This actually was an album I got to talk about a little bit before the onset of Criterion Month, since I gave it a Little Pick shout-out the week after it was released. However, RTJ4 is such an earth-shatteringly awesome album that I feel the need to give it a little more love. When the album was first released a week after the George Floyd killing, it felt like the perfect soundtrack to the summer’s protests against racism and police brutality. While Run The Jewels’ political commentary is one of the more potent aspects of their work here, there’s plenty else to enjoy considering this might be the album I’ve come back to the most this summer. Continue reading
The past two years in late June, I’ve posted lengthy catch-ups featuring bite-size reviews of albums that I hadn’t gotten around to reviewing by the year’s mid-point. I didn’t do that this year because there just weren’t that many albums that I had much to say about that I hadn’t already mentioned on this blog in one way or another. But then right before and all through July, a bunch of albums came out that I really liked. So, now that we’ve taken a little break from posts in the aftermath of Criterion Month, I’ll try to keep that review-a-day energy rollin’ by reviewing a recent album each day this week. I’ll start off with the one that I probably have the most thoughts on… Continue reading
It’s been a little more than two years since I watched Pather Panchali, the first film in Satyajit Ray’s Apu Trilogy, and I couldn’t possibly wait another year before wrapping things up. So here’s another bonus review, my 11th exhausting post this Criterion Month.
One thing that I always find amusing reading up on The Apu Trilogy is the exact proportions Wikipedia uses to explain how much of Bibhutibhushan Bandyopadhyay’s two source novels inspired each film. Pather Panchali, the movie, apparently represents only “four fifths” of that book, with sequel Aparajito picking up the last fifth as well as the first third of the second novel, also called Aparajito. This means that Apur Sansar both has the least material to draw from and is the first film in the trilogy not to take its title from one of the books. That title aspect is actually important, as it is reflected in the scope of this picture. Apur Sansar translates to “The World of Apu” and while the first two movies in the trilogy were about a family, the third picture is all about Apu.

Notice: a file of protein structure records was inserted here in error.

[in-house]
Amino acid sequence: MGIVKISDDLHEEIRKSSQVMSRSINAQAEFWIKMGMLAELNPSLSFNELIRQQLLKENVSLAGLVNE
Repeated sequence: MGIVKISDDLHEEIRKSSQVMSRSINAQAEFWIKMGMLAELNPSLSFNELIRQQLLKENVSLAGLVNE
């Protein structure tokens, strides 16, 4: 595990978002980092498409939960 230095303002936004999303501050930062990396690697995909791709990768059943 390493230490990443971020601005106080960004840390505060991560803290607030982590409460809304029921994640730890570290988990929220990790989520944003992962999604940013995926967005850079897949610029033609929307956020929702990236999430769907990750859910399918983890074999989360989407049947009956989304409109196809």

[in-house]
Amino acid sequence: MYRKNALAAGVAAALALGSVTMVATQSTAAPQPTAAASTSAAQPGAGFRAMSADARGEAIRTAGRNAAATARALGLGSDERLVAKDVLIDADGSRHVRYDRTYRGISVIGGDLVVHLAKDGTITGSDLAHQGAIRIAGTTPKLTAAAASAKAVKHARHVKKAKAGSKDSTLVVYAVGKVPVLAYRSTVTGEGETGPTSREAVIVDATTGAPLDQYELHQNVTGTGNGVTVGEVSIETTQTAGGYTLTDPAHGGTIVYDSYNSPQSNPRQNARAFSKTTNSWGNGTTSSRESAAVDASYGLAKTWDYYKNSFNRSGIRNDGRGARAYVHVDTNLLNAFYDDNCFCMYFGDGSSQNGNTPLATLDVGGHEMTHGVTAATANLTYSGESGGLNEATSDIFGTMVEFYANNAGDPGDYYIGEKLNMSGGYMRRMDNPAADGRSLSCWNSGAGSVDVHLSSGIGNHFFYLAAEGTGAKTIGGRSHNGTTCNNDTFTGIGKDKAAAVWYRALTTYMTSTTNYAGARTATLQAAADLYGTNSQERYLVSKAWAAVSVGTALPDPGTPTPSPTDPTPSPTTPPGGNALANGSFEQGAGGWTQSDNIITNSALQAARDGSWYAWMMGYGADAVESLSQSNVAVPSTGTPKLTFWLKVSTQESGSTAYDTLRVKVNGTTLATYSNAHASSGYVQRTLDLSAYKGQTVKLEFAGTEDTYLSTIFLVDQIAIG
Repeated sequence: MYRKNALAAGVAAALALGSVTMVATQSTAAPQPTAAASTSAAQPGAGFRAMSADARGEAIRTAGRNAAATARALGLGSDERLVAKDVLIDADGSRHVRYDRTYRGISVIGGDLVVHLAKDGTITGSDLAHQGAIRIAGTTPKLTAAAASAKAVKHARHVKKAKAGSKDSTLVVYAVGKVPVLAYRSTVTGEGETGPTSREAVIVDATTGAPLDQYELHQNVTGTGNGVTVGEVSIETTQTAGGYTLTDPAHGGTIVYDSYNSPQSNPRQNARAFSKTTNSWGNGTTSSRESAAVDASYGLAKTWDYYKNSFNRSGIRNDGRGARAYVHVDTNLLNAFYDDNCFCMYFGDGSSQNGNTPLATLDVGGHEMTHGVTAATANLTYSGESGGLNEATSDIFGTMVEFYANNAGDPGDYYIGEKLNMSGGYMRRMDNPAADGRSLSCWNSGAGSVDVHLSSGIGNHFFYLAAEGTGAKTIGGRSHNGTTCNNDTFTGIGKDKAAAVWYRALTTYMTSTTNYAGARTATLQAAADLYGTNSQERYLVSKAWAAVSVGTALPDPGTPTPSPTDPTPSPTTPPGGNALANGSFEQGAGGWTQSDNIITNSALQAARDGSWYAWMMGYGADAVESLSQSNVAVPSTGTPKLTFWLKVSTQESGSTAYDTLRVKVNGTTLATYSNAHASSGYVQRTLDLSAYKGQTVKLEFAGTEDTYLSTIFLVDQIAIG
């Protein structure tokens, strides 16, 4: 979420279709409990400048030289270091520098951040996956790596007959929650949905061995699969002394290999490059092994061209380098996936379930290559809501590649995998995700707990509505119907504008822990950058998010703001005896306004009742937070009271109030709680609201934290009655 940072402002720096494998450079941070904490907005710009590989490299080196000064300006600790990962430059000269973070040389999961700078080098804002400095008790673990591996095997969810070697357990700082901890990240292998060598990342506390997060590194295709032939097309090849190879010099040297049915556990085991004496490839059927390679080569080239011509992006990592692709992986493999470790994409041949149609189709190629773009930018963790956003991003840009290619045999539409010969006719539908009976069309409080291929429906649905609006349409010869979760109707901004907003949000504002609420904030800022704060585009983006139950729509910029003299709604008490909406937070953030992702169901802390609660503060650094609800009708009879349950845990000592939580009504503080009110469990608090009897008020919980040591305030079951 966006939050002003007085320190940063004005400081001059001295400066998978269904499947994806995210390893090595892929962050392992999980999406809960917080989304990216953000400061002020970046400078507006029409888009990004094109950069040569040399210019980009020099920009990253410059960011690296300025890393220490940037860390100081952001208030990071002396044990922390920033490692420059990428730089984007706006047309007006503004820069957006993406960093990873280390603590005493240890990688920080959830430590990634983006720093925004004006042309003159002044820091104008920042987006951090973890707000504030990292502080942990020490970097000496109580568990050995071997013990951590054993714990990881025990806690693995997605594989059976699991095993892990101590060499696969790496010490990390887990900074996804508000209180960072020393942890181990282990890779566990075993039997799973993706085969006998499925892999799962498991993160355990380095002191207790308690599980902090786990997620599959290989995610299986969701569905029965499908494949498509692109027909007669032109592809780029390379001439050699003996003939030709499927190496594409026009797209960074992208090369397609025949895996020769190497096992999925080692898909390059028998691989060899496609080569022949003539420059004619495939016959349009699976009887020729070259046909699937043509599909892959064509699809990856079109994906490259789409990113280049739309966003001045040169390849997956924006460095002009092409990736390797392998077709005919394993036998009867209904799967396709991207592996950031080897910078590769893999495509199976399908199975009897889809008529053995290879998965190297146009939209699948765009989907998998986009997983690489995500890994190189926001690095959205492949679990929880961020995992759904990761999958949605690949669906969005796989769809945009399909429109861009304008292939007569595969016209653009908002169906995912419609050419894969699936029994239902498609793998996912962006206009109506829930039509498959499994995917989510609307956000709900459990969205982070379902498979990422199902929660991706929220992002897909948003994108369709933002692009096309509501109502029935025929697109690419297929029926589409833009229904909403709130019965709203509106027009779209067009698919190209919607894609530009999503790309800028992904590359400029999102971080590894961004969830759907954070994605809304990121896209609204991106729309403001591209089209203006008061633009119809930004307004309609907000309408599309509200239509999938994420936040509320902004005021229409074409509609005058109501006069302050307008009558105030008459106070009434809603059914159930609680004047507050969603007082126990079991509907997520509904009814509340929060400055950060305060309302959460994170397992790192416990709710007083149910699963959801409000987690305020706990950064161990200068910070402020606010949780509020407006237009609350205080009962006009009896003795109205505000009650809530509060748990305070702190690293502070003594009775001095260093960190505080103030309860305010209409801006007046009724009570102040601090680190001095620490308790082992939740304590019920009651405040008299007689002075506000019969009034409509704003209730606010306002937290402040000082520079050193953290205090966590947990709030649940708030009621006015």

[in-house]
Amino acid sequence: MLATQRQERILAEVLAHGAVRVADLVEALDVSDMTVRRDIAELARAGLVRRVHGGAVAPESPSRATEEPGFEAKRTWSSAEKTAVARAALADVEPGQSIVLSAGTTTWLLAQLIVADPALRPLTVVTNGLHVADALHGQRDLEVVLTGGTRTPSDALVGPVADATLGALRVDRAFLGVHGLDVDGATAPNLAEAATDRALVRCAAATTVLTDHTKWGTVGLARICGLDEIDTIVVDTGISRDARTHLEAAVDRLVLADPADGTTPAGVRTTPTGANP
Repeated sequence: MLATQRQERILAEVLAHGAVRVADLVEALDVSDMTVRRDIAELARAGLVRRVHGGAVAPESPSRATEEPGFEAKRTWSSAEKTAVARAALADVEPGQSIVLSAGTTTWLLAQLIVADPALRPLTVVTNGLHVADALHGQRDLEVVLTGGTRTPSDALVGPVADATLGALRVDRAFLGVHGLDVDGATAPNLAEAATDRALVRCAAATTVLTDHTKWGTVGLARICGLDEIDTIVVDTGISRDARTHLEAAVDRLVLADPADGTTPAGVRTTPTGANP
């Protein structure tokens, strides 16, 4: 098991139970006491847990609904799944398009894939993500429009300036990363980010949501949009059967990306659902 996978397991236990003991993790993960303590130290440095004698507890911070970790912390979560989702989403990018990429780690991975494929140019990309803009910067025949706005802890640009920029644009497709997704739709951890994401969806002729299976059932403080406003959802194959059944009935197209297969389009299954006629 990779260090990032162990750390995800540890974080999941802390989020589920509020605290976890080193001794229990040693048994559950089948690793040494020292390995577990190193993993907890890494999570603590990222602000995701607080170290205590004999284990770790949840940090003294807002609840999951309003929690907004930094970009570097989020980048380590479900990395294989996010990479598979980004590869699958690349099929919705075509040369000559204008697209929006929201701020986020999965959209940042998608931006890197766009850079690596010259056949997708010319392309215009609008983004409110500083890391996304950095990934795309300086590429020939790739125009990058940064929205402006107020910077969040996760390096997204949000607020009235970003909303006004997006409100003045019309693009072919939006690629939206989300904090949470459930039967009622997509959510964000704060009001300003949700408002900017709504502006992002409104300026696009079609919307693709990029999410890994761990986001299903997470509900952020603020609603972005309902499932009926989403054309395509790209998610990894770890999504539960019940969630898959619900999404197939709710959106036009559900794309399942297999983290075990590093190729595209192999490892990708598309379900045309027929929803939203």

This is my last entry for this year’s Criterion Month. Can you believe it? I’m finally free. No more being confined to my arthouse movie prison (the prison bars are subtitles). I can finally go back to watching the bad kinds of movies I usually watch. I’ve had Hostel: Part II burning a hole in my queue all month. But real talk, I’m glad we do this month of celebrating more intellectually and emotionally challenging films. I’m glad we do this because if I’m being honest, I wasn’t chomping at the bit to watch this movie.
4 Months, 3 Weeks and 2 Days is another Criterion Month film that proves that sometimes it’s best to go into these types of movies knowing as little possible. While I was well aware that the film was critically acclaimed upon its release — most prominently by A.O. Scott and the Cannes Film Festival — I was less aware of why it was acclaimed. Considering it was a movie about abortion during the final days of communism’s grip over Eastern Europe, I was expecting it to be fairly grim and harrowing. Though I would say it is those things to an extent, I wasn’t expecting it to also be thrilling and genuinely suspenseful in a way that ended Criterion Month on an exciting note for me, rather than on a sad whimper. Continue reading
On our Criterion Draft podcast it was mentioned that Y tu mamá también was “kind of a sexy” but I wasn’t prepared for this kind of sexy. Right off the bat this movie hits you with back-to-back explicit sex scenes. I had to stand guard by my remote all night to avoid the embarrassment of someone coming into the room and thinking I was watching porn. A lot of dicks too. The film was rated 18+ in Mexico also known as MX-C which would be the equivalent to the USA’s NC-17 Rating. Which is usually the kiss of death for a film’s success.
Spoilers Throughout! (you have been warned)
I was so ready to hate this movie. That’s because back in the before times (2007), I watched the English language remake of Funny Games also written and directed by Austrian filmmaker Michael Haneke and hated it. the film was so brutal to its characters. The ending is a downer and Michael Pitt has a punchable face. So why thirteen yeas later would I subject myself to the original?